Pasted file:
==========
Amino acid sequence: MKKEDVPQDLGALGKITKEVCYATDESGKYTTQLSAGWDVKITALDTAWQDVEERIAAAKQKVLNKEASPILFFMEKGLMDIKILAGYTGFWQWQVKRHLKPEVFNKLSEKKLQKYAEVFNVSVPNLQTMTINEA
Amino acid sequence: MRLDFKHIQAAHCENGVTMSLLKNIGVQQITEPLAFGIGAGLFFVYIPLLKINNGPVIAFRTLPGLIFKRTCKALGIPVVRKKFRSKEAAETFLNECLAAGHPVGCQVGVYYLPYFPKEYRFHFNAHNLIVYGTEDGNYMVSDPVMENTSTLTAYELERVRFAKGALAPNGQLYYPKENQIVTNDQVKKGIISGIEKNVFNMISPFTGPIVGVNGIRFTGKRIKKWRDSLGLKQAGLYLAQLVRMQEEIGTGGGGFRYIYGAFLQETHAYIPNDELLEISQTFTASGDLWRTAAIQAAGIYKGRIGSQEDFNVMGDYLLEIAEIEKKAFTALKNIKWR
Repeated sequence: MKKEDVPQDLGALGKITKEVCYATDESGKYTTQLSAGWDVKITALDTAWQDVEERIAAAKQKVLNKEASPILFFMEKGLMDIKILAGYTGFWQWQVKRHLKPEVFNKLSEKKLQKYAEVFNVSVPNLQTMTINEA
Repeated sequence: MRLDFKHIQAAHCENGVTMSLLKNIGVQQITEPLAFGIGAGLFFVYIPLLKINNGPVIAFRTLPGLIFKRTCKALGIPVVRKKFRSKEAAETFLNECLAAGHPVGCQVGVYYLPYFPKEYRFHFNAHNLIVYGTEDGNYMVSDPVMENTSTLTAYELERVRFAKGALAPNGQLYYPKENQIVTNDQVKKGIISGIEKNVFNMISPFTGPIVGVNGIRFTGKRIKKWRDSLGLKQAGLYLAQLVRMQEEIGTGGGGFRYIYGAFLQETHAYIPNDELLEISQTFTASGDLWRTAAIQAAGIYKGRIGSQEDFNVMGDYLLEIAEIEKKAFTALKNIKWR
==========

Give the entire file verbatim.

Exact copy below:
Amino acid sequence: MKKEDVPQDLGALGKITKEVCYATDESGKYTTQLSAGWDVKITALDTAWQDVEERIAAAKQKVLNKEASPILFFMEKGLMDIKILAGYTGFWQWQVKRHLKPEVFNKLSEKKLQKYAEVFNVSVPNLQTMTINEA
Amino acid sequence: MRLDFKHIQAAHCENGVTMSLLKNIGVQQITEPLAFGIGAGLFFVYIPLLKINNGPVIAFRTLPGLIFKRTCKALGIPVVRKKFRSKEAAETFLNECLAAGHPVGCQVGVYYLPYFPKEYRFHFNAHNLIVYGTEDGNYMVSDPVMENTSTLTAYELERVRFAKGALAPNGQLYYPKENQIVTNDQVKKGIISGIEKNVFNMISPFTGPIVGVNGIRFTGKRIKKWRDSLGLKQAGLYLAQLVRMQEEIGTGGGGFRYIYGAFLQETHAYIPNDELLEISQTFTASGDLWRTAAIQAAGIYKGRIGSQEDFNVMGDYLLEIAEIEKKAFTALKNIKWR
Repeated sequence: MKKEDVPQDLGALGKITKEVCYATDESGKYTTQLSAGWDVKITALDTAWQDVEERIAAAKQKVLNKEASPILFFMEKGLMDIKILAGYTGFWQWQVKRHLKPEVFNKLSEKKLQKYAEVFNVSVPNLQTMTINEA
Repeated sequence: MRLDFKHIQAAHCENGVTMSLLKNIGVQQITEPLAFGIGAGLFFVYIPLLKINNGPVIAFRTLPGLIFKRTCKALGIPVVRKKFRSKEAAETFLNECLAAGHPVGCQVGVYYLPYFPKEYRFHFNAHNLIVYGTEDGNYMVSDPVMENTSTLTAYELERVRFAKGALAPNGQLYYPKENQIVTNDQVKKGIISGIEKNVFNMISPFTGPIVGVNGIRFTGKRIKKWRDSLGLKQAGLYLAQLVRMQEEIGTGGGGFRYIYGAFLQETHAYIPNDELLEISQTFTASGDLWRTAAIQAAGIYKGRIGSQEDFNVMGDYLLEIAEIEKKAFTALKNIKWR